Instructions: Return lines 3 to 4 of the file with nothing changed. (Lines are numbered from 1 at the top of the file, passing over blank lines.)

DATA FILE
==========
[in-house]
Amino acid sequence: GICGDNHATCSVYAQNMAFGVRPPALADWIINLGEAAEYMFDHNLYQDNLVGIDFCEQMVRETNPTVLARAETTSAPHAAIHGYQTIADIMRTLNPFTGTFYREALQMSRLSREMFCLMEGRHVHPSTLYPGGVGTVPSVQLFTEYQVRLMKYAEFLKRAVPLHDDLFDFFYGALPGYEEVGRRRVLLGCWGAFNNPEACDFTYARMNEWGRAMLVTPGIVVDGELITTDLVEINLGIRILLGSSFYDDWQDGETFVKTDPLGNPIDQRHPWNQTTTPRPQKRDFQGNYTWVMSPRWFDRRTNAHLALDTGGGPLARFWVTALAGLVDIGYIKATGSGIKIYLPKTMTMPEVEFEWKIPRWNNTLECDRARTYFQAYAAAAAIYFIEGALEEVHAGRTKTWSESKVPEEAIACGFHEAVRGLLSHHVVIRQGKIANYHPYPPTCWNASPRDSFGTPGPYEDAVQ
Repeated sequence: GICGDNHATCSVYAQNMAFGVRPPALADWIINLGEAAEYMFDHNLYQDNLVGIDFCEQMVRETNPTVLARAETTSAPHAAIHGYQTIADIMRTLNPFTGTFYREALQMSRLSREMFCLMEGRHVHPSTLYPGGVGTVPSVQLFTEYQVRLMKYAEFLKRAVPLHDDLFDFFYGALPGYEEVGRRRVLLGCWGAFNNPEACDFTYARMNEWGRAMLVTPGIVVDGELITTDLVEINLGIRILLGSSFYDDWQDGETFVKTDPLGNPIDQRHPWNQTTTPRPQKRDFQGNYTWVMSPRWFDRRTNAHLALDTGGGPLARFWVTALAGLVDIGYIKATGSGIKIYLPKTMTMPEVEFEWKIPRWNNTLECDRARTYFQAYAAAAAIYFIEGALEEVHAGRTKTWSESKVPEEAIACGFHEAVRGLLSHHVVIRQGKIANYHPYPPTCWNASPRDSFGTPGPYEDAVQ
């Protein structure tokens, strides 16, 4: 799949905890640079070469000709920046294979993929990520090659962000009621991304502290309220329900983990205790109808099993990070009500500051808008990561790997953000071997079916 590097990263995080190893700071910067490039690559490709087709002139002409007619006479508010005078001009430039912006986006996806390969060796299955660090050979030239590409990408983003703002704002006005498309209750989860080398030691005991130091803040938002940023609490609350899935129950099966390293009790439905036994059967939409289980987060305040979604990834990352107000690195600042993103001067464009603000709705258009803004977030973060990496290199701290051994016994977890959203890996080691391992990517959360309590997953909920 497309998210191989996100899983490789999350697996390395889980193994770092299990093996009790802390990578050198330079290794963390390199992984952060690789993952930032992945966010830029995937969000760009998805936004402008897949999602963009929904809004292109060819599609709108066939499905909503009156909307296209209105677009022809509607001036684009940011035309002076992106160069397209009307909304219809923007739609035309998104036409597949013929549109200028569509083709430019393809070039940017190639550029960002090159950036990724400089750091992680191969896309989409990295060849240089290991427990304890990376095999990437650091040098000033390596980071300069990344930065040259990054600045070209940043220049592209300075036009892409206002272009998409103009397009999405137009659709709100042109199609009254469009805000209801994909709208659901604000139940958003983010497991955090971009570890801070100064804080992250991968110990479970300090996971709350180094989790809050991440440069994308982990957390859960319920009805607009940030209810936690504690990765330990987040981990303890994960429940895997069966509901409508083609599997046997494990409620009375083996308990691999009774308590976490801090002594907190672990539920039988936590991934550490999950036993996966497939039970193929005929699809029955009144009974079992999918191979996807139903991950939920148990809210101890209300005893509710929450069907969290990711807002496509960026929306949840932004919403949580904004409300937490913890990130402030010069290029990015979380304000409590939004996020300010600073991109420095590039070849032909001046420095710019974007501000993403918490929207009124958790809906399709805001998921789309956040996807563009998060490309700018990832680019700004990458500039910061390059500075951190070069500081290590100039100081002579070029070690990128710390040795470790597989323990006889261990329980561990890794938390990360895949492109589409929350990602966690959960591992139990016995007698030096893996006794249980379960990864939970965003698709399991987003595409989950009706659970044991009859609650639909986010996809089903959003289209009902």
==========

Repeated sequence: GICGDNHATCSVYAQNMAFGVRPPALADWIINLGEAAEYMFDHNLYQDNLVGIDFCEQMVRETNPTVLARAETTSAPHAAIHGYQTIADIMRTLNPFTGTFYREALQMSRLSREMFCLMEGRHVHPSTLYPGGVGTVPSVQLFTEYQVRLMKYAEFLKRAVPLHDDLFDFFYGALPGYEEVGRRRVLLGCWGAFNNPEACDFTYARMNEWGRAMLVTPGIVVDGELITTDLVEINLGIRILLGSSFYDDWQDGETFVKTDPLGNPIDQRHPWNQTTTPRPQKRDFQGNYTWVMSPRWFDRRTNAHLALDTGGGPLARFWVTALAGLVDIGYIKATGSGIKIYLPKTMTMPEVEFEWKIPRWNNTLECDRARTYFQAYAAAAAIYFIEGALEEVHAGRTKTWSESKVPEEAIACGFHEAVRGLLSHHVVIRQGKIANYHPYPPTCWNASPRDSFGTPGPYEDAVQ
């Protein structure tokens, strides 16, 4: 799949905890640079070469000709920046294979993929990520090659962000009621991304502290309220329900983990205790109808099993990070009500500051808008990561790997953000071997079916 590097990263995080190893700071910067490039690559490709087709002139002409007619006479508010005078001009430039912006986006996806390969060796299955660090050979030239590409990408983003703002704002006005498309209750989860080398030691005991130091803040938002940023609490609350899935129950099966390293009790439905036994059967939409289980987060305040979604990834990352107000690195600042993103001067464009603000709705258009803004977030973060990496290199701290051994016994977890959203890996080691391992990517959360309590997953909920 497309998210191989996100899983490789999350697996390395889980193994770092299990093996009790802390990578050198330079290794963390390199992984952060690789993952930032992945966010830029995937969000760009998805936004402008897949999602963009929904809004292109060819599609709108066939499905909503009156909307296209209105677009022809509607001036684009940011035309002076992106160069397209009307909304219809923007739609035309998104036409597949013929549109200028569509083709430019393809070039940017190639550029960002090159950036990724400089750091992680191969896309989409990295060849240089290991427990304890990376095999990437650091040098000033390596980071300069990344930065040259990054600045070209940043220049592209300075036009892409206002272009998409103009397009999405137009659709709100042109199609009254469009805000209801994909709208659901604000139940958003983010497991955090971009570890801070100064804080992250991968110990479970300090996971709350180094989790809050991440440069994308982990957390859960319920009805607009940030209810936690504690990765330990987040981990303890994960429940895997069966509901409508083609599997046997494990409620009375083996308990691999009774308590976490801090002594907190672990539920039988936590991934550490999950036993996966497939039970193929005929699809029955009144009974079992999918191979996807139903991950939920148990809210101890209300005893509710929450069907969290990711807002496509960026929306949840932004919403949580904004409300937490913890990130402030010069290029990015979380304000409590939004996020300010600073991109420095590039070849032909001046420095710019974007501000993403918490929207009124958790809906399709805001998921789309956040996807563009998060490309700018990832680019700004990458500039910061390059500075951190070069500081290590100039100081002579070029070690990128710390040795470790597989323990006889261990329980561990890794938390990360895949492109589409929350990602966690959960591992139990016995007698030096893996006794249980379960990864939970965003698709399991987003595409989950009706659970044991009859609650639909986010996809089903959003289209009902």